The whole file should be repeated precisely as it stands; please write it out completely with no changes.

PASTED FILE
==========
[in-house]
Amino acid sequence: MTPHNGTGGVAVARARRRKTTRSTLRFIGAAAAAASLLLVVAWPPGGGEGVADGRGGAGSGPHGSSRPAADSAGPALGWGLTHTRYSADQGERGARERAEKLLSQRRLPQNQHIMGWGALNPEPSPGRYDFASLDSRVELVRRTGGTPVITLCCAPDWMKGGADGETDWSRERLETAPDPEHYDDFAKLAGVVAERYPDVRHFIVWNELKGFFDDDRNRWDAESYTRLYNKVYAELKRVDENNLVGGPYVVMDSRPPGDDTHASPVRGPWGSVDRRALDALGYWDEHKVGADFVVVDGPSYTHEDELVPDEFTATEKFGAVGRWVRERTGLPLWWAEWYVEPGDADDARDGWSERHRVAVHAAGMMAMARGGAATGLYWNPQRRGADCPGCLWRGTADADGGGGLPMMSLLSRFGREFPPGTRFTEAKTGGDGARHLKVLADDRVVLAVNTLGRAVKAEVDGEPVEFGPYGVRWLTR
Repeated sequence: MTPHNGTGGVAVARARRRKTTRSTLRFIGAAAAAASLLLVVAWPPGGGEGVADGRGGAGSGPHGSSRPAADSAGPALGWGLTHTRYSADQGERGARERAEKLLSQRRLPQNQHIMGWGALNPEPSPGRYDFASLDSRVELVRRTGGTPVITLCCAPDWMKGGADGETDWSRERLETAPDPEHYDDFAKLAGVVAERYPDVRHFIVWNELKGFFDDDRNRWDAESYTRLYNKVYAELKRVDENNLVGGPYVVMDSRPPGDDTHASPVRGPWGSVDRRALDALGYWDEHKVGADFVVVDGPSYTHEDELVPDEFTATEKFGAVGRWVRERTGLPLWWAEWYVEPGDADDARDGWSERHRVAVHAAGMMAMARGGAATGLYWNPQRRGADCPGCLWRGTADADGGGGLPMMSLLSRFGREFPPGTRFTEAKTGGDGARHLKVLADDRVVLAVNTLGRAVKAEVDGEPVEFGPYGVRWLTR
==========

[in-house]
Amino acid sequence: MTPHNGTGGVAVARARRRKTTRSTLRFIGAAAAAASLLLVVAWPPGGGEGVADGRGGAGSGPHGSSRPAADSAGPALGWGLTHTRYSADQGERGARERAEKLLSQRRLPQNQHIMGWGALNPEPSPGRYDFASLDSRVELVRRTGGTPVITLCCAPDWMKGGADGETDWSRERLETAPDPEHYDDFAKLAGVVAERYPDVRHFIVWNELKGFFDDDRNRWDAESYTRLYNKVYAELKRVDENNLVGGPYVVMDSRPPGDDTHASPVRGPWGSVDRRALDALGYWDEHKVGADFVVVDGPSYTHEDELVPDEFTATEKFGAVGRWVRERTGLPLWWAEWYVEPGDADDARDGWSERHRVAVHAAGMMAMARGGAATGLYWNPQRRGADCPGCLWRGTADADGGGGLPMMSLLSRFGREFPPGTRFTEAKTGGDGARHLKVLADDRVVLAVNTLGRAVKAEVDGEPVEFGPYGVRWLTR
Repeated sequence: MTPHNGTGGVAVARARRRKTTRSTLRFIGAAAAAASLLLVVAWPPGGGEGVADGRGGAGSGPHGSSRPAADSAGPALGWGLTHTRYSADQGERGARERAEKLLSQRRLPQNQHIMGWGALNPEPSPGRYDFASLDSRVELVRRTGGTPVITLCCAPDWMKGGADGETDWSRERLETAPDPEHYDDFAKLAGVVAERYPDVRHFIVWNELKGFFDDDRNRWDAESYTRLYNKVYAELKRVDENNLVGGPYVVMDSRPPGDDTHASPVRGPWGSVDRRALDALGYWDEHKVGADFVVVDGPSYTHEDELVPDEFTATEKFGAVGRWVRERTGLPLWWAEWYVEPGDADDARDGWSERHRVAVHAAGMMAMARGGAATGLYWNPQRRGADCPGCLWRGTADADGGGGLPMMSLLSRFGREFPPGTRFTEAKTGGDGARHLKVLADDRVVLAVNTLGRAVKAEVDGEPVEFGPYGVRWLTR